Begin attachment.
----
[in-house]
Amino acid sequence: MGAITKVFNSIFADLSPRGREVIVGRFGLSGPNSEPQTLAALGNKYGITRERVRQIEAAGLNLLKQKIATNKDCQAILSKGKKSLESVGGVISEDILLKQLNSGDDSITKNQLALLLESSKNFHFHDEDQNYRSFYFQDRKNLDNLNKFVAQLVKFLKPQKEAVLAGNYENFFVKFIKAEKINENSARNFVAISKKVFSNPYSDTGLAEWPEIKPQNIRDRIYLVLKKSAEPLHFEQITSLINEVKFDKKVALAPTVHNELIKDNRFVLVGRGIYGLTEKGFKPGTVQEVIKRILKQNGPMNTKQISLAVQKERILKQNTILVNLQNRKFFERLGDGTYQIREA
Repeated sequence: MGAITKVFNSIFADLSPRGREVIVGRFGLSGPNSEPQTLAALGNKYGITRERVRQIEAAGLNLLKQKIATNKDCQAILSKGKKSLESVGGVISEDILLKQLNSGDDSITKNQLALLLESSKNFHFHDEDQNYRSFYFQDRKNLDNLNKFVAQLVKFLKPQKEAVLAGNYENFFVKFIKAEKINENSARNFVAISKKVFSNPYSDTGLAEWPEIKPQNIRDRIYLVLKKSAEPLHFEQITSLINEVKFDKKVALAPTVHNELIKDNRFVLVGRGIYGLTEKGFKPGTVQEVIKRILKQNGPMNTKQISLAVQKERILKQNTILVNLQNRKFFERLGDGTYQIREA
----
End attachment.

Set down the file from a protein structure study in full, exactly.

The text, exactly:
[in-house]
Amino acid sequence: MGAITKVFNSIFADLSPRGREVIVGRFGLSGPNSEPQTLAALGNKYGITRERVRQIEAAGLNLLKQKIATNKDCQAILSKGKKSLESVGGVISEDILLKQLNSGDDSITKNQLALLLESSKNFHFHDEDQNYRSFYFQDRKNLDNLNKFVAQLVKFLKPQKEAVLAGNYENFFVKFIKAEKINENSARNFVAISKKVFSNPYSDTGLAEWPEIKPQNIRDRIYLVLKKSAEPLHFEQITSLINEVKFDKKVALAPTVHNELIKDNRFVLVGRGIYGLTEKGFKPGTVQEVIKRILKQNGPMNTKQISLAVQKERILKQNTILVNLQNRKFFERLGDGTYQIREA
Repeated sequence: MGAITKVFNSIFADLSPRGREVIVGRFGLSGPNSEPQTLAALGNKYGITRERVRQIEAAGLNLLKQKIATNKDCQAILSKGKKSLESVGGVISEDILLKQLNSGDDSITKNQLALLLESSKNFHFHDEDQNYRSFYFQDRKNLDNLNKFVAQLVKFLKPQKEAVLAGNYENFFVKFIKAEKINENSARNFVAISKKVFSNPYSDTGLAEWPEIKPQNIRDRIYLVLKKSAEPLHFEQITSLINEVKFDKKVALAPTVHNELIKDNRFVLVGRGIYGLTEKGFKPGTVQEVIKRILKQNGPMNTKQISLAVQKERILKQNTILVNLQNRKFFERLGDGTYQIREA